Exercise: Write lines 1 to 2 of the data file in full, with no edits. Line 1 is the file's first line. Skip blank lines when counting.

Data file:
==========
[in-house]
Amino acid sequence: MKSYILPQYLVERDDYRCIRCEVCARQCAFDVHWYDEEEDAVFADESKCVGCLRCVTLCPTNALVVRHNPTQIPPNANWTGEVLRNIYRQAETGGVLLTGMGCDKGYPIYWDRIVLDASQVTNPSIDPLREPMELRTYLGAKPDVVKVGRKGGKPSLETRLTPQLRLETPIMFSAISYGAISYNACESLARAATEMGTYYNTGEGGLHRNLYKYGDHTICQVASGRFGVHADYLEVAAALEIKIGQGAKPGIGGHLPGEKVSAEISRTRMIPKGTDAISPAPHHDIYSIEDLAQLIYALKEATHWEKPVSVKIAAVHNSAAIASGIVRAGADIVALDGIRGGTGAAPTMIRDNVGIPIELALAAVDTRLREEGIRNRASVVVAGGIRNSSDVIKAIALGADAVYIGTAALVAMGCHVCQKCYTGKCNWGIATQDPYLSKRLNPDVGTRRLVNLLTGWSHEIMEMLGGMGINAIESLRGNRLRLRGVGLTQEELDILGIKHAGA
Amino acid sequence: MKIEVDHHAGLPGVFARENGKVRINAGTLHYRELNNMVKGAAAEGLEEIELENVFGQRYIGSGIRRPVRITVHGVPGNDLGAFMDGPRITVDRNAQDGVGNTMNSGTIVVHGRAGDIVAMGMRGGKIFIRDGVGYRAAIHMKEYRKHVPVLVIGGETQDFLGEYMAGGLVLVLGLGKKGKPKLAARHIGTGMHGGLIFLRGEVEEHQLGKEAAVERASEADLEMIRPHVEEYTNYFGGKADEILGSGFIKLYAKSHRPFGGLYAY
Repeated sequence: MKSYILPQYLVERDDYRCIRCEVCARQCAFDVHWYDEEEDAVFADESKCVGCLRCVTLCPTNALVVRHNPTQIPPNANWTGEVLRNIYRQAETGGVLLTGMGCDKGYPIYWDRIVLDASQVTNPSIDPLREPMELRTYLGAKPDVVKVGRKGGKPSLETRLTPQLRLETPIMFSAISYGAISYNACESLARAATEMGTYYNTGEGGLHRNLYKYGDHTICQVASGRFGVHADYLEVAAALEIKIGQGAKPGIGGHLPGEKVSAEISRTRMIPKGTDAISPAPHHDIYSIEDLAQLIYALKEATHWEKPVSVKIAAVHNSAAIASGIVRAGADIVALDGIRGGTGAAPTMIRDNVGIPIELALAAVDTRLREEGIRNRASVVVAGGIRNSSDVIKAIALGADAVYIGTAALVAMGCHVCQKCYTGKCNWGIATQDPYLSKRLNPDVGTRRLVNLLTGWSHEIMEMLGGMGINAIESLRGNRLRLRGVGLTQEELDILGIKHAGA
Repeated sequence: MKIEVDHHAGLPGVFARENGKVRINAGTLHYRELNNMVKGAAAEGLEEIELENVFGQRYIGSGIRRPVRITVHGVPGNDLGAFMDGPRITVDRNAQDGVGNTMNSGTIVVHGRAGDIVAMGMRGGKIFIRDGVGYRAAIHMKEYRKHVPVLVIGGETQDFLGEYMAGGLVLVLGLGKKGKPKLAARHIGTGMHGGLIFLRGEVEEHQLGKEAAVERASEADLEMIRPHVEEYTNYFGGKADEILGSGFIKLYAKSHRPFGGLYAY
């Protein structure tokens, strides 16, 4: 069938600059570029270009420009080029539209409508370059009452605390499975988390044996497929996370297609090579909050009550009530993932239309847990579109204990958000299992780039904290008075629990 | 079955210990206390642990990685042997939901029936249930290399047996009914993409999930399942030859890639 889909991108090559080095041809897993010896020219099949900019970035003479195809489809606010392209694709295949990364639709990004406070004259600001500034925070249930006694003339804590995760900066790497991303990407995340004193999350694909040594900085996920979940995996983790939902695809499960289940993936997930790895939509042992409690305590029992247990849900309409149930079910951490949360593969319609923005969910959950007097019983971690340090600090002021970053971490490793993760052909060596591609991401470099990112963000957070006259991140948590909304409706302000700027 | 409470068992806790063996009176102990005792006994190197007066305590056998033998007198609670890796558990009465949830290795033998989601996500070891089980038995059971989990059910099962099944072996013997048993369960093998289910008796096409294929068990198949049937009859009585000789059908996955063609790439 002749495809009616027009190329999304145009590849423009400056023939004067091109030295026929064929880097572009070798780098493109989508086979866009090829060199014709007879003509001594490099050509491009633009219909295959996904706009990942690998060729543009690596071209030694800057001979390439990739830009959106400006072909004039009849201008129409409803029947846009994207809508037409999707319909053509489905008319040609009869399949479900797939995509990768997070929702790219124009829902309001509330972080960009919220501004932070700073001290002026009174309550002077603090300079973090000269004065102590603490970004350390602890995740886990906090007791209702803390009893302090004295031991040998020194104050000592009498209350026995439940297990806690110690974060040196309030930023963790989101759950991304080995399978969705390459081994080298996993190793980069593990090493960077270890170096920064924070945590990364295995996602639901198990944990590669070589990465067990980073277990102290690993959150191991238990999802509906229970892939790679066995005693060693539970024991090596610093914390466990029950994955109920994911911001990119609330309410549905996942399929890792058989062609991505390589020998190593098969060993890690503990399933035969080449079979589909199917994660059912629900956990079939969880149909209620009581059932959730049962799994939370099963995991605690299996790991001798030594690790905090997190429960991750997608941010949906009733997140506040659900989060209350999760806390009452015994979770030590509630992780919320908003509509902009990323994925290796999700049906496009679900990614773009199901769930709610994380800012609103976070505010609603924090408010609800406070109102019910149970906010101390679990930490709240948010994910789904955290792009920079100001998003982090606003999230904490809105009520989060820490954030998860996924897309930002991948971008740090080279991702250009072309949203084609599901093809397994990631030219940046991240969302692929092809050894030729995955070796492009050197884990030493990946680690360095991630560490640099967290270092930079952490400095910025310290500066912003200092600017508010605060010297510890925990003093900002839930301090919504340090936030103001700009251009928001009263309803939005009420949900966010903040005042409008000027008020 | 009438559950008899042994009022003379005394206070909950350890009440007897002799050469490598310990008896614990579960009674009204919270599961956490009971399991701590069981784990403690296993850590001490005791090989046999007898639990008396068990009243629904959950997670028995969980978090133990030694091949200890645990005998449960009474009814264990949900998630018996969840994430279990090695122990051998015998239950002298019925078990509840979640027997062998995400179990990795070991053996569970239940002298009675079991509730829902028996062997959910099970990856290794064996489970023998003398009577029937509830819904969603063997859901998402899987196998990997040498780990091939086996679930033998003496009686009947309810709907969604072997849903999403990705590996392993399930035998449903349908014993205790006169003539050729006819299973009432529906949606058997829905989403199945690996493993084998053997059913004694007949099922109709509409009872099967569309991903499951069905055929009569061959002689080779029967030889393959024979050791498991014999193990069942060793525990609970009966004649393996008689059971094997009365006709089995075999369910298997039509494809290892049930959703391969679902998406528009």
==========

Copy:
[in-house]
Amino acid sequence: MKSYILPQYLVERDDYRCIRCEVCARQCAFDVHWYDEEEDAVFADESKCVGCLRCVTLCPTNALVVRHNPTQIPPNANWTGEVLRNIYRQAETGGVLLTGMGCDKGYPIYWDRIVLDASQVTNPSIDPLREPMELRTYLGAKPDVVKVGRKGGKPSLETRLTPQLRLETPIMFSAISYGAISYNACESLARAATEMGTYYNTGEGGLHRNLYKYGDHTICQVASGRFGVHADYLEVAAALEIKIGQGAKPGIGGHLPGEKVSAEISRTRMIPKGTDAISPAPHHDIYSIEDLAQLIYALKEATHWEKPVSVKIAAVHNSAAIASGIVRAGADIVALDGIRGGTGAAPTMIRDNVGIPIELALAAVDTRLREEGIRNRASVVVAGGIRNSSDVIKAIALGADAVYIGTAALVAMGCHVCQKCYTGKCNWGIATQDPYLSKRLNPDVGTRRLVNLLTGWSHEIMEMLGGMGINAIESLRGNRLRLRGVGLTQEELDILGIKHAGA